By: R. M. Koster y Guido Bilbao
Photos: Javier Pinzón
Sometimes we all need a coyote, someone who takes us to the other side and help us pierce the shadows of our own blindness. In a sense, a translator is just such a guide, and Gregory Rabassa is the top coyote in Latin American literature. He introduced great authors to the English-speaking world as the translator of García Márquez, Vargas Llosa, Asturias, Cortázar, Jorge Amado, Clarice Lispector, Donoso, Goytisolo, and many others.
From watching films, one has the feeling that one knows everything about New York, even the insides of the houses. This apartment on Lexington Avenue in Manhattan´s Upper East Side appears to be the refuge of a university professor, straight out of a Woody Allen film. Rabassa opens the door and greets us warmly. He is wearing sneakers and a pair of corduroy pants. Bookshelves cover the living room walls, filled with books, drawings, and manuscripts…The second shelf from the bottom houses his legacy. Every work he has translated, one after the other, in chronological order. In front of the window there is a small table, a chair, and a portable Olympia typewriter that Rabassa bought half a century ago. He had it modified to include Portuguese accents. On this typewriter, one can write in all romance languages, including German. With this relic —the most erudite typewriter on the continent?— Rabassa built, word for word, the foundations of what we know as the Latin American Boom: literature that conquered the world once it was translated, and won three Nobel Prizes.
“If translators are the anonymous heroes of contemporary literature, Gregory Rabassa is its superhero,” decreed the prestigious New York Times Book Review. He received the following introduction before an audience at the University of Texas at Dallas Center for Translation Studies: “His critical and theoretical comments on the process and art of translation offer perceptive guidelines and creative insight for translators at all levels of experience.” Seated on a large sofa in his apartment´s living room, Rabassa brushes off the praise and says it must be for the authors; he does not believe he is worthy of his fame.
In your autobiography you say that from a young age you have been a collector of languages…
“Yes. Thank God I had an old fashioned education. In school, I studied Latin and French, at Dartmouth, Spanish and Portuguese. The studies largely consisted of translating; I do not believe students learn as many words now. Translating is about having a built-in vocabulary. During the Second World War, I spent two years in Italy and learned Italian. In Naples I bought a good edition of Dante that stayed with me during the campaign.”
Rabassa is a peaceful man yet he is proud of having fought in the war against fascism. Because he was a linguist, he was accepted in the military intelligence service to work in cryptography, translating under fire. The armed forces in Italy included British, French, and Polish, Canadian, Moroccan, Gurkha, and Brazilian units. In war’s inferno, the coyote found an unusual linguistic paradise.
Upon returning from war, he moved to Greenwich Village, which was in the midst of the bebop frenzy. The government offered to pay for the soldier´s education, so Rabassa enrolled in Columbia University. It took him ten years to complete his doctorate in Latin American literature. In 1955, he was offered a teaching position at Columbia and began contributing to Odyssey, a university publication. His job was to look for Latin American stories. The publication had no translators, so he would translate the stories he found. Then he got a call from a publishing company. “They wanted me to translate Hopscotch, an Argentinian novel by a guy named Julio Cortázar.” Destiny is happenstance: a year later Hopscotch got excellent reviews in the United States and Rabassa won, for his first job, the National Book Award for translation.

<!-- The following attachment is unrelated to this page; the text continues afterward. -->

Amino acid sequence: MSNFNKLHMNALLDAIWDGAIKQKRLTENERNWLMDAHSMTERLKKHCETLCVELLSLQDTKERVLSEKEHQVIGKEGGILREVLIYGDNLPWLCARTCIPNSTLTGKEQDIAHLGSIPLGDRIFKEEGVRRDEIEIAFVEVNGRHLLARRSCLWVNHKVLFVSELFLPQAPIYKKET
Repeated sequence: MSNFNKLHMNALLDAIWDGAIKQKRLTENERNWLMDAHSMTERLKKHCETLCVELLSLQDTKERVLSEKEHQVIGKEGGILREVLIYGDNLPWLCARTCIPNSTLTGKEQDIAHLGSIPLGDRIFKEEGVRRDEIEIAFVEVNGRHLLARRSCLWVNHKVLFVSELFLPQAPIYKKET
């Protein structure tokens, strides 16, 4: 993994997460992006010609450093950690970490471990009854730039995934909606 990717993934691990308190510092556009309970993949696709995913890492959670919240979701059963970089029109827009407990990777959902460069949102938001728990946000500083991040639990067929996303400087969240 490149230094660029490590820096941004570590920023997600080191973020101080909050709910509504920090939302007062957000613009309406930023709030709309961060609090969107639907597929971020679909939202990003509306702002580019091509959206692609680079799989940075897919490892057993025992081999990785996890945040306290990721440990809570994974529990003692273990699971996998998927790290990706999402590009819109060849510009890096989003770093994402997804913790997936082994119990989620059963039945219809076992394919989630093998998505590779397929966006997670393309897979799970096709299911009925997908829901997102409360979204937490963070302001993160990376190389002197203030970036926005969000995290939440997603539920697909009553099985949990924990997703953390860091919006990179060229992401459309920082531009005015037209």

Had you read Hopscotch when you were offered the job? What was the process like with that first translation?
“I read the book as I translated it. As I progressed I sent pages to Julio who had a good knowledge of English. In time we became great friends. He visited us several times.”
Suddenly Rabassa moves an arm to gather momentum, rises and leaves the room without a word. He walks with slow determination. He enters a room and immediately comes out with a picture frame holding a series of color fiber drawings.
“This is a treasure that, for me, defines Julio even more than his literature. This drawing he sent us is a game with our daughter. Julio had a certain rapport with the kids: you could tell that they understood him. One of the stories is about a character, a girl the children perceive but adults do not see. The older ones say that they have made up an imaginary playmate. But at the end of the story, the narrator can see the girl, like the kids do. That is Julio: someone who sees what children can see and adults cannot. I translated nearly all of his work. Of all the Latin American writers I know, Julio is the most unique. He has something extra.”
After Hopscotch came Mulata by Guatemalan Miguel Ángel Asturias, who won the Nobel Prize in 1967, the same year the translation was published. Then you translated García Márquez, who many years later also won the Nobel Prize.
“No. After Mulata came The Apple in the Dark, by the Brazilian novelist Clarice Lispector, a woman who looked like Marlene Dietrich but wrote like Virginia Woolf. It is a good combination. I was busy with that when I received a call from García Márquez. He was referred to me by Cortazar and he asked me to translate One Hundred Years of Solitude. I said no, I was busy. But Julio convinced Gabo to wait for me. Gabo waited and at the end it all went very well.”